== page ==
UPMC's IBD Connect Helps Patients Battling Inflammatory Bowel Disease Lead A Normal Life

2018 Women of Distinction Honorees, Pam Levy and Randi Sigal, discuss the value to volunteer engagement and the journey that IBD patients take upon and during diagnosis.

PITTSBURGH (KDKA) —There’s a local support network in our area that helps patients battling inflammatory bowel diseases like Crohn’s and colitis lead a normal life.

It’s the only program in Pittsburgh and one local man decided to tell his story of how he went from patient to volunteer.

It’s been a long road for Joseph Glassbrenner, 29, of Brighton Heights. He found out he had ulcerative colitis when he was just 20 years old in 2010.

“I started having difficult bowel movements. Some pain, a lot of frequency, a lot of urgency,” said Joseph Glassbrenner.

After months of tests and trying out different medications, things weren’t getting any better so Joseph had to have his colon removed. At one point, he stayed in the hospital for 27 days and was given a temporary ostomy for six months following surgery. Then, he went back in again for a second surgery to add what’s called a “J-Pouch.”

“They removed the large bowel and gave me a loop of small intestine where you can now hold your bowels and where you can remove them with less urgency,” said Joseph.

During this entire process, that’s when Joseph met co-founders of a program at UPMC called IBD Connect, Pam Levy and Randi Sigal.

“Most importantly, our mission is to provide hope,” said Pam Levy.

The lifelong friends decided to create the support group after watching their own family members battle the diseases.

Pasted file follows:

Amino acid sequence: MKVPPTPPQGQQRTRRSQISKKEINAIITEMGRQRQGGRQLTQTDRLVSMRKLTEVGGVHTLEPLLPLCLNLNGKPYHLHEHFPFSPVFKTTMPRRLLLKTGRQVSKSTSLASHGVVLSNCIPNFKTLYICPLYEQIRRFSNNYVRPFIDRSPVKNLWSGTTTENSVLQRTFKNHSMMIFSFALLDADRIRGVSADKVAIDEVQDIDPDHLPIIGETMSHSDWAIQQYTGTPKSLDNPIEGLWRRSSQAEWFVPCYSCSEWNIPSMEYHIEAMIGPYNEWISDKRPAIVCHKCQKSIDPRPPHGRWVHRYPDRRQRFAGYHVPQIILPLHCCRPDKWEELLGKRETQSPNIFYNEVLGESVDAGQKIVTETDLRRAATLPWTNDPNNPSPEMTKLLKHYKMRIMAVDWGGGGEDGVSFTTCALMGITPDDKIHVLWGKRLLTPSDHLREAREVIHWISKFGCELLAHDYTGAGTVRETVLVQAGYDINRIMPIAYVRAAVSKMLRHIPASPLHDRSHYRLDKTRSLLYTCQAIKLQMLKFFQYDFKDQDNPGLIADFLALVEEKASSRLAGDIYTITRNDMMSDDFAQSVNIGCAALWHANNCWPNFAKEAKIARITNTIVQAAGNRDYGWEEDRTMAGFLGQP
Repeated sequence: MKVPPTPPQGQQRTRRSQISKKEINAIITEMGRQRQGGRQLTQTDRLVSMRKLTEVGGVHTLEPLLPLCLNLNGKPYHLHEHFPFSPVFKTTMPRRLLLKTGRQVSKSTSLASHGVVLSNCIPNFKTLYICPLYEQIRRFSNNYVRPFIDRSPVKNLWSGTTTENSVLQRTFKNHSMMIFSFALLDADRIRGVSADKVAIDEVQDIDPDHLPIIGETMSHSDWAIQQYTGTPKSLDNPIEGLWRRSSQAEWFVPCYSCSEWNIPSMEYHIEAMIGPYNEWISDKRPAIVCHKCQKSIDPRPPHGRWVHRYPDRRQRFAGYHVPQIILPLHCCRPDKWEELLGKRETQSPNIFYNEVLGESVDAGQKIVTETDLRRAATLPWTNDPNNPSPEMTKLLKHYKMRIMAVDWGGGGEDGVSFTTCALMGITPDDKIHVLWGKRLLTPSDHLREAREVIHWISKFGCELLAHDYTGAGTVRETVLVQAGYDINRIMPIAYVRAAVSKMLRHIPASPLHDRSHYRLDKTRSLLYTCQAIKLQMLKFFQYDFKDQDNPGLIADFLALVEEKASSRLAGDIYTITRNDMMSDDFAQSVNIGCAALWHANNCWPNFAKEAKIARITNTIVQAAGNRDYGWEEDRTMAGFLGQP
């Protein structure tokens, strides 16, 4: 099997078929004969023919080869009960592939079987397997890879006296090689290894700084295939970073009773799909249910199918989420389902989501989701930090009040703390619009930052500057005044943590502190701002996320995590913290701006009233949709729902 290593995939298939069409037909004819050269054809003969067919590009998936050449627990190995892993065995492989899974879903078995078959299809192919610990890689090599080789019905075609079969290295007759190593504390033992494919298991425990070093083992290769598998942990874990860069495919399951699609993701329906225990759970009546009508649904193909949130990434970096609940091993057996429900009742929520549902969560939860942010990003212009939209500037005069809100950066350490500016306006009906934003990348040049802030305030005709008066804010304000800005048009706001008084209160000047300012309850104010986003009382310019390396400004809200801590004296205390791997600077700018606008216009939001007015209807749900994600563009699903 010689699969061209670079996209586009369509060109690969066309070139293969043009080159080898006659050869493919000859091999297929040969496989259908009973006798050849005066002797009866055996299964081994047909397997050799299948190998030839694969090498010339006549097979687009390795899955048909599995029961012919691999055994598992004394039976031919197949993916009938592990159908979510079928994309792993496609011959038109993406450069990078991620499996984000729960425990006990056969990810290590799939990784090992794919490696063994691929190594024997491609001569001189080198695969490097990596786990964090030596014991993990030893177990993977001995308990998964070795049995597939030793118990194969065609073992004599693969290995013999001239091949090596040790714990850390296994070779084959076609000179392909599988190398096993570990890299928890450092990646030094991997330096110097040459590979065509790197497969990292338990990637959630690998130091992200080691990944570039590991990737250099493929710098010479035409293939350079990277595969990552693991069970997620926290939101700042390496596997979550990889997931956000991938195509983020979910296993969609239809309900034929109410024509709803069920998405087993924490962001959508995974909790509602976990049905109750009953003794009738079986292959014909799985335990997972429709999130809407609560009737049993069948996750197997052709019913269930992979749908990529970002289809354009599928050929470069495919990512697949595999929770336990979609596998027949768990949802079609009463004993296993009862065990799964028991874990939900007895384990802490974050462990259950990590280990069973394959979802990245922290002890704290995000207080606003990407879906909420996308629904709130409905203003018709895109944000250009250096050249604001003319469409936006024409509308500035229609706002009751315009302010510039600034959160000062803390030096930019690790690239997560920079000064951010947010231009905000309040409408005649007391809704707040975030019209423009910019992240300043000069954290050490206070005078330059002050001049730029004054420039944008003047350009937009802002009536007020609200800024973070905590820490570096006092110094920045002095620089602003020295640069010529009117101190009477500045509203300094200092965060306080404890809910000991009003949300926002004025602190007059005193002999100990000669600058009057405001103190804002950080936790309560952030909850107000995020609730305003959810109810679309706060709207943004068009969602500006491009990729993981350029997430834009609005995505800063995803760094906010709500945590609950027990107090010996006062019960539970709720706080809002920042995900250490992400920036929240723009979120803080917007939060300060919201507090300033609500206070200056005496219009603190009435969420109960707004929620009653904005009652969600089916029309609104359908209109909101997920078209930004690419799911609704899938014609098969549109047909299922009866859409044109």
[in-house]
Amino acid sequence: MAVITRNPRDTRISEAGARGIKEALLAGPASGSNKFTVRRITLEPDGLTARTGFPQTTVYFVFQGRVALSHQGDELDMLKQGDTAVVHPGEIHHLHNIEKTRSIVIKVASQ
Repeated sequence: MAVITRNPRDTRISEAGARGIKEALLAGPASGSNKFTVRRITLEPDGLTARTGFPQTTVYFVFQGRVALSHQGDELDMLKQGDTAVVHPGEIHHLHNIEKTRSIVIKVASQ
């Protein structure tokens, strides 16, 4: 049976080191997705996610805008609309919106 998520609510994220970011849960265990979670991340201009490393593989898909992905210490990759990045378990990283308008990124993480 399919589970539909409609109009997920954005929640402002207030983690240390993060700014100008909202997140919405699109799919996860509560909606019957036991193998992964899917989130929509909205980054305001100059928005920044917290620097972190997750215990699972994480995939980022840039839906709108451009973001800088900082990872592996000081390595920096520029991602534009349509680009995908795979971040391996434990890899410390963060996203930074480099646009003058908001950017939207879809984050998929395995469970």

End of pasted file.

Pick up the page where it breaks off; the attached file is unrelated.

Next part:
“What we do is go into the rooms, we meet the families, we meet the patients, and we develop a relationship with them,” said Sigal.

Both Levy and Sigal said people suffering from Crohn’s and Colitis can have significant psychological impacts and worry if they’ll be able to lead a normal life.

IBD Connect helps patients and their families find comfort and guidance by connecting with volunteers who have had a similar experience. Right now, the program has 12 volunteers. Joseph is one of the volunteers. It’s the only program of its kind in Pittsburgh.

“I knew that I had a difficult journey and I knew through that journey I could be hope and inspiration to some people who were in that hospital bed in my situation, who were sick,” said Joseph.

Joseph calls his entire experience a blessing in disguise. That’s because he met his wife Taylor, a physician assistant, while he was in the hospital, and now the couple have a one year old son named Gabriel.

“I know that all things happen for a reason so the reason was very clear as to why I had to go through some suffering and pain,” said Joseph.

To learn more about IBD Connect, click here.